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Unit Contributions to Equity, Diversity, Inclusion

Academic Years: 
College of Arts and Sciences
1. Faculty: 

Folklore and Public Culture is an interdisciplinary graduate and undergraduate program with a core (13) and participating faculty (24) drawn from schools, departments and programs from across campus. Schools, departments and programs include English; Anthropology; German and Scandinavian Studies, Planning, Public Policy and Management; Music and Dance; Judaic Studies; Journalism and Communications; History of Art and Architecture; Historic Preservation; History; Cinema Studies; Women and Gender Studies; and Food Studies among others. Core faculty constitute the primary decision-making body of Folklore and Public Culture. Participating faculty are engaged in scholarship and teaching that touches on issues of Folklore and Public Culture.
The American Folklore Society (AFS), a US-based international learned society, is a primary professional association for members of the faculty. AFS recognizes that its members live, teach, and conduct cultural research in many countries around the world. Members of AFS are dedicated to the larger public understanding of traditional cultural expression in communities throughout the world. Scholars with the AFS take a comparative approach to tradition demonstrating that traditions circulate independently of national boundaries and that every country has diverse and complex, even contradictory traditions.

2. Staff: 

Folklore and Public Culture is supported by two staff members who are located within the English Department.

3. Graduate Programs: 

The University of Oregon offers one of the most exciting folklore graduate programs in the country. Our interdisciplinary approach allows our masters students to explore individual interests in a well-supported academic environment. Our students conduct research and delve into theoretical analyses on a variety of topics, incorporating both classical approaches to traditions with cutting-edge, modern interpretations of folklore and public culture. Current students study topics ranging from gender roles in rock music to West African drumming in suburban America; from nature pilgrimages to social media memorials; from graffiti, knitting and DIY artist movements to museum studies.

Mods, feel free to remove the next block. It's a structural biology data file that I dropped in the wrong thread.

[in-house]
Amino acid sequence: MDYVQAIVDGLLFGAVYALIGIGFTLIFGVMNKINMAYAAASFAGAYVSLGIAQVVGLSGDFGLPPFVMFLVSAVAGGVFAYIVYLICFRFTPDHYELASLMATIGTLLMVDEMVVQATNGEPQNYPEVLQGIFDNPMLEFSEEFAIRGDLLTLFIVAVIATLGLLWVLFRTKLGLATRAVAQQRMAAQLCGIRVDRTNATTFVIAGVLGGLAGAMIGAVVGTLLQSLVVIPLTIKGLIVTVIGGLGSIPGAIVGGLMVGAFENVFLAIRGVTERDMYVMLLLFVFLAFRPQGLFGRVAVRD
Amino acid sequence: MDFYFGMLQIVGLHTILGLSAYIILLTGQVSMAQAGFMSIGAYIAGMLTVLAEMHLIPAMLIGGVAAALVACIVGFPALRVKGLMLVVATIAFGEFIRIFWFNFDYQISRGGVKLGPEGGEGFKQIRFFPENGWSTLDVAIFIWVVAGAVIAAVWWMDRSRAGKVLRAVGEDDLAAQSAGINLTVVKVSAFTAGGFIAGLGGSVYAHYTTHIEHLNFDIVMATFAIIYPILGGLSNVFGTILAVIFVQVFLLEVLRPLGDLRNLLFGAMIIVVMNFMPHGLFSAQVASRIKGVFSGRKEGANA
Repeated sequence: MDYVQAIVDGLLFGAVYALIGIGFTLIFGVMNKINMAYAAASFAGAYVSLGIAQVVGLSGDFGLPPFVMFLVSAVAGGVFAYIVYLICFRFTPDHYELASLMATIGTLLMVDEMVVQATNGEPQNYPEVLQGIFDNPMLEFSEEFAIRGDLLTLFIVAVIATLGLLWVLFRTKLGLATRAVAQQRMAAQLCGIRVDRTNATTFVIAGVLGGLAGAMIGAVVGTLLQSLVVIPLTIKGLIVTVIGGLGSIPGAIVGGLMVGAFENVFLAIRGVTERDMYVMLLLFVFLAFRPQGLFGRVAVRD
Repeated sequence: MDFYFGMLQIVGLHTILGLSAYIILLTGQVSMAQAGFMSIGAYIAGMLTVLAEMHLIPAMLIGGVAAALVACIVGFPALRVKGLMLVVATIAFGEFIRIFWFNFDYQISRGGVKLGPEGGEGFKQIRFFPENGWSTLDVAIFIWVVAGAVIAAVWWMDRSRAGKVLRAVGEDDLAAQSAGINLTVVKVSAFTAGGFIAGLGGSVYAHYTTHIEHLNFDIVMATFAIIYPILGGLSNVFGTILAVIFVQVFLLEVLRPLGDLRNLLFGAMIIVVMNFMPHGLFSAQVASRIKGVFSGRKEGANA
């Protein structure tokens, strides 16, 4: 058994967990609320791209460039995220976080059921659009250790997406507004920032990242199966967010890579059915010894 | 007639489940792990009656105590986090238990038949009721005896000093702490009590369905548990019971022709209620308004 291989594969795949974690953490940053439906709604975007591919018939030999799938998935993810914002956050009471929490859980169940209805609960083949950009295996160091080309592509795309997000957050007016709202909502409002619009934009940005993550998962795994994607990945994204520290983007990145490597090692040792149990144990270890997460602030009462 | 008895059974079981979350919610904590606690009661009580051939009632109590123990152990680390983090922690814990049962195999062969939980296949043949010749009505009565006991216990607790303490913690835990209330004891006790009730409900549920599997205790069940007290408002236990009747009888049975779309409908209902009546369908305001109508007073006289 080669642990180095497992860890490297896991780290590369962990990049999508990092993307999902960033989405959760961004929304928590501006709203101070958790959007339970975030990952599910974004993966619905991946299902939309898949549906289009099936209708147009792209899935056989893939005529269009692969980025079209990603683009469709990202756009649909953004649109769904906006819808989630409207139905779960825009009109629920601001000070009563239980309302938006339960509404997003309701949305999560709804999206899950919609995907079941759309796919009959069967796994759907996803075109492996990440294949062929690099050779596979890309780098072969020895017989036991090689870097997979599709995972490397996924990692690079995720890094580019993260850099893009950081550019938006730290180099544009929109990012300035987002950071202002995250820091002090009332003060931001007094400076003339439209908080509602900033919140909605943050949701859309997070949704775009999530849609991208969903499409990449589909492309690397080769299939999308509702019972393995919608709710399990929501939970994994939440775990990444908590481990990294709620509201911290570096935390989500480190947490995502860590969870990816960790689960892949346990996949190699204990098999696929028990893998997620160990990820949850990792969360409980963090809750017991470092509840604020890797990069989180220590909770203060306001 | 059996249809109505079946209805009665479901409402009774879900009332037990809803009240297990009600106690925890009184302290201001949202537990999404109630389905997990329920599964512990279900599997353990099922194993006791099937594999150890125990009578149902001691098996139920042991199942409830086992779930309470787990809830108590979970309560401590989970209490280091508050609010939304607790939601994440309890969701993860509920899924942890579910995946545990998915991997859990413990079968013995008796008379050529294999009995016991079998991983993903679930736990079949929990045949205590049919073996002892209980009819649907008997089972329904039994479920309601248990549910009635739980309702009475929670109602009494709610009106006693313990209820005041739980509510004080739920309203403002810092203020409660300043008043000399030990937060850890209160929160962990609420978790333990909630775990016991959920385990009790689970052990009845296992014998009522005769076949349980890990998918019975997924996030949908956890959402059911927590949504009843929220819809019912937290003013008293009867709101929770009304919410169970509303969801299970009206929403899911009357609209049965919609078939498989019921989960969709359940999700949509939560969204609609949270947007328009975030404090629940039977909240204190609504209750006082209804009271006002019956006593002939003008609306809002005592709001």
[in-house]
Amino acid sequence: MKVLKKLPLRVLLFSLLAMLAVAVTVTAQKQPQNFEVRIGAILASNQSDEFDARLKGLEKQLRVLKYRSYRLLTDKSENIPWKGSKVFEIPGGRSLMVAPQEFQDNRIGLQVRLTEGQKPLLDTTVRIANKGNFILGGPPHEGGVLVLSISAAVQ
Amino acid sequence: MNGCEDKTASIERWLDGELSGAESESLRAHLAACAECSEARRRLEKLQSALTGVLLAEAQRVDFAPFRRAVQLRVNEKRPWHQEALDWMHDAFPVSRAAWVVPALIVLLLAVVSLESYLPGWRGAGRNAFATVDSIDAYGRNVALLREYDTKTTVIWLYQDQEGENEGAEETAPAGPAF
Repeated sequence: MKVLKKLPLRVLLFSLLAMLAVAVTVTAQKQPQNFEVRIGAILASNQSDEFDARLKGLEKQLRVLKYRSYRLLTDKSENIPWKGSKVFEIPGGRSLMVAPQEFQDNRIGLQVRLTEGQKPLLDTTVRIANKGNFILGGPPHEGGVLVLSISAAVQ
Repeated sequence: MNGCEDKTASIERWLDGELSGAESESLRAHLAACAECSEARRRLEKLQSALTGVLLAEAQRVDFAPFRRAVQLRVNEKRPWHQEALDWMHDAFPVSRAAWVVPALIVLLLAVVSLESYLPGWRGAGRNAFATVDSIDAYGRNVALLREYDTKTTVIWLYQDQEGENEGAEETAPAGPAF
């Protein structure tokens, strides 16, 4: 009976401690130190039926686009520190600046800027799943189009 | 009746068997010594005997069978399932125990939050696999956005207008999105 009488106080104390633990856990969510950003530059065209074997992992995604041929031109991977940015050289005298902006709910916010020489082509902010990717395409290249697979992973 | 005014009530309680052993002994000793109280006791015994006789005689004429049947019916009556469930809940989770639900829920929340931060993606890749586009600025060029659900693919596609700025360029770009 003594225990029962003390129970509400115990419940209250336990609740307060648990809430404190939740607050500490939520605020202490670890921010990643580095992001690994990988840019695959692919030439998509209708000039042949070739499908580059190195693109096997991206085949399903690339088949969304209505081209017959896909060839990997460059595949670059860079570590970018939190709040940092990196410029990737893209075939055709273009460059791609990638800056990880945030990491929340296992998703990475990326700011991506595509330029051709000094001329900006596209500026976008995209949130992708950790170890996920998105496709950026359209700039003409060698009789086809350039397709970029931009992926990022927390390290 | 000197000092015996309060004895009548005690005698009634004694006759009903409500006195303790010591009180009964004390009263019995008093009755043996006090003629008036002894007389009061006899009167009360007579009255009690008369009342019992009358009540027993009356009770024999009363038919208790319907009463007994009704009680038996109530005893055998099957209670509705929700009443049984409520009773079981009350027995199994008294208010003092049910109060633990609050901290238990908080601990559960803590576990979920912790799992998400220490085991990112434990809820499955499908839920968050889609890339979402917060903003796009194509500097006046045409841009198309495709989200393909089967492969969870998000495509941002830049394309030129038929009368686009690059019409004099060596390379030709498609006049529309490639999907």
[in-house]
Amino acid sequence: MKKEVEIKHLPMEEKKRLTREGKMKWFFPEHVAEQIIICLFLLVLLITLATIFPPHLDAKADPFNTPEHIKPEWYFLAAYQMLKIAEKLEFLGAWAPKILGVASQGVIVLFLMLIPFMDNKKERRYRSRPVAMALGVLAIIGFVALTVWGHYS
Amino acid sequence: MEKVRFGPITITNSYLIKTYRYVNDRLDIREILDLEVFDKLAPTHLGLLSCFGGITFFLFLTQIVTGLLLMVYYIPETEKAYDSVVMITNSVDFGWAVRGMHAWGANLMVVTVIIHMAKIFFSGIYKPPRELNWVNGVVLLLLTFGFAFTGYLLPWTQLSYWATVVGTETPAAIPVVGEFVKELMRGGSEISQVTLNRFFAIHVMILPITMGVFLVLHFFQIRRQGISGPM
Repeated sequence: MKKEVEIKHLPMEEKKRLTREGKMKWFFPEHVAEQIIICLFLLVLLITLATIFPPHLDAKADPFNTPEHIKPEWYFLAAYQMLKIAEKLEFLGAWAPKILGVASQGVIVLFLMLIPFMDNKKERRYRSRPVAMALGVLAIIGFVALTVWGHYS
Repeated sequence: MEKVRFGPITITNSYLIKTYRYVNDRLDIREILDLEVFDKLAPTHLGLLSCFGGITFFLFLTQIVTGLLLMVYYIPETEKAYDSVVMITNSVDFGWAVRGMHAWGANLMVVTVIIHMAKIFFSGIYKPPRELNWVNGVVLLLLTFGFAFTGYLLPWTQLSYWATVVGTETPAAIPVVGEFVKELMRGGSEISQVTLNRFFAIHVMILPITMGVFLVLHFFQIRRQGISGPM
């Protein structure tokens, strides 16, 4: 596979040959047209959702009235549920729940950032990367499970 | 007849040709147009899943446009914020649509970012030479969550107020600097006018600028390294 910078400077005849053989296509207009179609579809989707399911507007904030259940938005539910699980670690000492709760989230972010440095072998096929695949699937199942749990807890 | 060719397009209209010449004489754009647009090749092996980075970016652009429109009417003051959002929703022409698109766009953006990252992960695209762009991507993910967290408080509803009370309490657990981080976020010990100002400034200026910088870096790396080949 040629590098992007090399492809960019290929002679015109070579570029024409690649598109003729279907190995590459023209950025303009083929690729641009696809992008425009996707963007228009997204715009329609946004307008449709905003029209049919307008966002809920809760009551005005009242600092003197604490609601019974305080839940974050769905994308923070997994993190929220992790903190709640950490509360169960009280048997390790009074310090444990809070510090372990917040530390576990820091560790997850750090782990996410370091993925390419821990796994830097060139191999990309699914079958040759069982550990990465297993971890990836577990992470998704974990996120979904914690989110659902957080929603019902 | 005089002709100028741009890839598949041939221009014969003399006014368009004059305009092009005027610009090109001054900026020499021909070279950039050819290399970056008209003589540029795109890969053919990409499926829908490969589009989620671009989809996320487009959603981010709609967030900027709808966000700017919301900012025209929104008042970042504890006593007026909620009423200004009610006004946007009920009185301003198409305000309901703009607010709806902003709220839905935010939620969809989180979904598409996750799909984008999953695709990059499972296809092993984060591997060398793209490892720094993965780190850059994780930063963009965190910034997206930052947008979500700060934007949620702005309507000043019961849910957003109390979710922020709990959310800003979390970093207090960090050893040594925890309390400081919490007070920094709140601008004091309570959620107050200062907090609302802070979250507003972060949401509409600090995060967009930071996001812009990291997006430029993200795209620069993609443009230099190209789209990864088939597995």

Students in the masters degree program in Folklore and Public Culture may choose from two tracks with differing emphases. The General Folklore Track provides students with a strong foundation in folklore studies while also allowing students to take elective courses in their areas of focus. The General Folklore Track requires students to take specific classes from Folklore and Public Culture program faculty in a variety of subjects including anthropology, arts and administration, English, and music, among other disciplines. The Public Folklore Track prepares students who plan to work in the public sphere by building professional skills such as ethnographic research, documentation, grant writing, administration and programming. The program also focuses on building scholarly fundamentals of folklore and establishing relationships within the folklore field. Issues of diversity, equity and inclusion are a focus across the graduate curriculum.

4. Undergraduate Programs: 

The Folklore and Public Culture Program offers a bachelor of arts with a major in Folklore and Public Culture. An undergraduate minor is also available. Courses cover an extensive range of interdisciplinary topics: cultural heritage, ethnicity, subcultures, popular culture, performance, gender, film, religion, public folklore, and issues of diversity and globalization. Folklore and Public Culture graduates work in public and private agencies as educators, archivists, editors, arts and humanities consultants, museum curators, and festival planners. Issues of diversity, equity and inclusion are a focus across the curriculum.